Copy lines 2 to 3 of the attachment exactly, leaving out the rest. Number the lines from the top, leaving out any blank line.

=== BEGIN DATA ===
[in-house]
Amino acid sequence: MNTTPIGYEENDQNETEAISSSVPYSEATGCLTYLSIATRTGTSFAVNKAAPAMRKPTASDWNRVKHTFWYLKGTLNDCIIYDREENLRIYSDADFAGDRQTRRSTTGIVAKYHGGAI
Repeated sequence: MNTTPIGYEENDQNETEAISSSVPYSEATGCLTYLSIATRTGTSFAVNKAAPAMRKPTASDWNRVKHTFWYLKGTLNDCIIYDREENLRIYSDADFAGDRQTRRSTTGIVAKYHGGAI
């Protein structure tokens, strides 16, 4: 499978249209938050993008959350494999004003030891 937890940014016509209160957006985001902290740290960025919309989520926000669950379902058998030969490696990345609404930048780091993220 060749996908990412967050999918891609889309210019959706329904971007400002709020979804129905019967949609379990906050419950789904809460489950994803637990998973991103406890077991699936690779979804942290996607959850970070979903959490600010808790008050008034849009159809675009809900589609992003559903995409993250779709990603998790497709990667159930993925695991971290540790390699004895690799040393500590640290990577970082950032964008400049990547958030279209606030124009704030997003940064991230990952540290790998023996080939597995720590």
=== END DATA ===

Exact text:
Amino acid sequence: MNTTPIGYEENDQNETEAISSSVPYSEATGCLTYLSIATRTGTSFAVNKAAPAMRKPTASDWNRVKHTFWYLKGTLNDCIIYDREENLRIYSDADFAGDRQTRRSTTGIVAKYHGGAI
Repeated sequence: MNTTPIGYEENDQNETEAISSSVPYSEATGCLTYLSIATRTGTSFAVNKAAPAMRKPTASDWNRVKHTFWYLKGTLNDCIIYDREENLRIYSDADFAGDRQTRRSTTGIVAKYHGGAI